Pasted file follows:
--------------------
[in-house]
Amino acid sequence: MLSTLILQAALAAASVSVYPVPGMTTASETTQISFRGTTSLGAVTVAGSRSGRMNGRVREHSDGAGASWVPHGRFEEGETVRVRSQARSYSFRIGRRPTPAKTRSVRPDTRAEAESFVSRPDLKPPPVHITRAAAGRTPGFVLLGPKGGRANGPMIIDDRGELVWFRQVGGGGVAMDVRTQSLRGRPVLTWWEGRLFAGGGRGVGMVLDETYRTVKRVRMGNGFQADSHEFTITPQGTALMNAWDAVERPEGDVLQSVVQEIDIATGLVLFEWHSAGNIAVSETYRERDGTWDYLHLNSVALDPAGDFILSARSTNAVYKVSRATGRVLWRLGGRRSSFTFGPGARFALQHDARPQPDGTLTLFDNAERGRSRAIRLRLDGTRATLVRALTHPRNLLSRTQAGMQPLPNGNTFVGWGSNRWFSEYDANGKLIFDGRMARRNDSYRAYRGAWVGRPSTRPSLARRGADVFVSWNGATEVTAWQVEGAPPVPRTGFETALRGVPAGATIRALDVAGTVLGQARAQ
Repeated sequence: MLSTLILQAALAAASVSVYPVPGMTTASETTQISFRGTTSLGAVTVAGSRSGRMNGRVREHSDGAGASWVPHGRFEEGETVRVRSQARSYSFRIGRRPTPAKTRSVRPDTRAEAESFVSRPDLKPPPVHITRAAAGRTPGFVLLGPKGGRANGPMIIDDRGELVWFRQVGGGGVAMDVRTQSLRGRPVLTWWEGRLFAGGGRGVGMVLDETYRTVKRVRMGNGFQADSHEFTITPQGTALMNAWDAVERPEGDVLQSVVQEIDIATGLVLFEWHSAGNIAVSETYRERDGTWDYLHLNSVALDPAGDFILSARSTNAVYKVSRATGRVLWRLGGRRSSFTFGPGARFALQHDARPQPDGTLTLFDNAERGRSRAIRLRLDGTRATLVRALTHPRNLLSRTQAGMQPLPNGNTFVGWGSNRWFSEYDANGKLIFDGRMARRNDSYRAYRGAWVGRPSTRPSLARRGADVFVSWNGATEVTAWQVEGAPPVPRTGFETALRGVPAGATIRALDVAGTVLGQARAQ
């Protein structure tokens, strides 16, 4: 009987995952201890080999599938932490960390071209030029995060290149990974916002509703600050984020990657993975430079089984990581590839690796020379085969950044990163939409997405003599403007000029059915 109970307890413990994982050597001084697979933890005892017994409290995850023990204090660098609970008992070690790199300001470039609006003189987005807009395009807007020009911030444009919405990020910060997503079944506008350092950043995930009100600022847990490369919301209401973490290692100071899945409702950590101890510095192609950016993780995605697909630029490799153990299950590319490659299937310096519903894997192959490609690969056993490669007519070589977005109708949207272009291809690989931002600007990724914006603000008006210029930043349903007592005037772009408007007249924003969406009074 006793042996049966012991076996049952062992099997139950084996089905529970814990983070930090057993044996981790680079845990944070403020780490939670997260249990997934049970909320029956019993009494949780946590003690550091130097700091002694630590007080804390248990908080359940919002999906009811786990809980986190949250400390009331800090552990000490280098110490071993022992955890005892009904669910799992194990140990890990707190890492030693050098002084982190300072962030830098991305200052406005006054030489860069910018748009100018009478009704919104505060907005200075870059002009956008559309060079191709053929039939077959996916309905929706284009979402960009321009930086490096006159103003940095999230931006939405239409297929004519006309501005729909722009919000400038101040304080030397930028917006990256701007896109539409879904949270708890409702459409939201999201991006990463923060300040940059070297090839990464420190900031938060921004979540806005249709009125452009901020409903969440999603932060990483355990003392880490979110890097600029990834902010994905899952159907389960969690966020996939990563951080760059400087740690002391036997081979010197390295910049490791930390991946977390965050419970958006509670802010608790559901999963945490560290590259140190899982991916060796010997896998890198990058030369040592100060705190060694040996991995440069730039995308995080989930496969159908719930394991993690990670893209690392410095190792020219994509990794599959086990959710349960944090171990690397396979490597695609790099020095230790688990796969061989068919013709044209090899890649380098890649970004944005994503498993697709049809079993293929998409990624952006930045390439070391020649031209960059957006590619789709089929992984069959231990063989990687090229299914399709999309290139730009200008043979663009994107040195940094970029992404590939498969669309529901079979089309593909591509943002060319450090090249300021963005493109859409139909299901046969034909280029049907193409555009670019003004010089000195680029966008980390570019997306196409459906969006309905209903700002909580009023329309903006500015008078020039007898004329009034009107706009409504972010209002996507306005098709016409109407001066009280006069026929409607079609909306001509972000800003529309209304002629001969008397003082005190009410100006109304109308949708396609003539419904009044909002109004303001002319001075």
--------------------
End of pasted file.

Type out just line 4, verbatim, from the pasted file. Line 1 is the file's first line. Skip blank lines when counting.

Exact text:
């Protein structure tokens, strides 16, 4: 009987995952201890080999599938932490960390071209030029995060290149990974916002509703600050984020990657993975430079089984990581590839690796020379085969950044990163939409997405003599403007000029059915 109970307890413990994982050597001084697979933890005892017994409290995850023990204090660098609970008992070690790199300001470039609006003189987005807009395009807007020009911030444009919405990020910060997503079944506008350092950043995930009100600022847990490369919301209401973490290692100071899945409702950590101890510095192609950016993780995605697909630029490799153990299950590319490659299937310096519903894997192959490609690969056993490669007519070589977005109708949207272009291809690989931002600007990724914006603000008006210029930043349903007592005037772009408007007249924003969406009074 006793042996049966012991076996049952062992099997139950084996089905529970814990983070930090057993044996981790680079845990944070403020780490939670997260249990997934049970909320029956019993009494949780946590003690550091130097700091002694630590007080804390248990908080359940919002999906009811786990809980986190949250400390009331800090552990000490280098110490071993022992955890005892009904669910799992194990140990890990707190890492030693050098002084982190300072962030830098991305200052406005006054030489860069910018748009100018009478009704919104505060907005200075870059002009956008559309060079191709053929039939077959996916309905929706284009979402960009321009930086490096006159103003940095999230931006939405239409297929004519006309501005729909722009919000400038101040304080030397930028917006990256701007896109539409879904949270708890409702459409939201999201991006990463923060300040940059070297090839990464420190900031938060921004979540806005249709009125452009901020409903969440999603932060990483355990003392880490979110890097600029990834902010994905899952159907389960969690966020996939990563951080760059400087740690002391036997081979010197390295910049490791930390991946977390965050419970958006509670802010608790559901999963945490560290590259140190899982991916060796010997896998890198990058030369040592100060705190060694040996991995440069730039995308995080989930496969159908719930394991993690990670893209690392410095190792020219994509990794599959086990959710349960944090171990690397396979490597695609790099020095230790688990796969061989068919013709044209090899890649380098890649970004944005994503498993697709049809079993293929998409990624952006930045390439070391020649031209960059957006590619789709089929992984069959231990063989990687090229299914399709999309290139730009200008043979663009994107040195940094970029992404590939498969669309529901079979089309593909591509943002060319450090090249300021963005493109859409139909299901046969034909280029049907193409555009670019003004010089000195680029966008980390570019997306196409459906969006309905209903700002909580009023329309903006500015008078020039007898004329009034009107706009409504972010209002996507306005098709016409109407001066009280006069026929409607079609909306001509972000800003529309209304002629001969008397003082005190009410100006109304109308949708396609003539419904009044909002109004303001002319001075």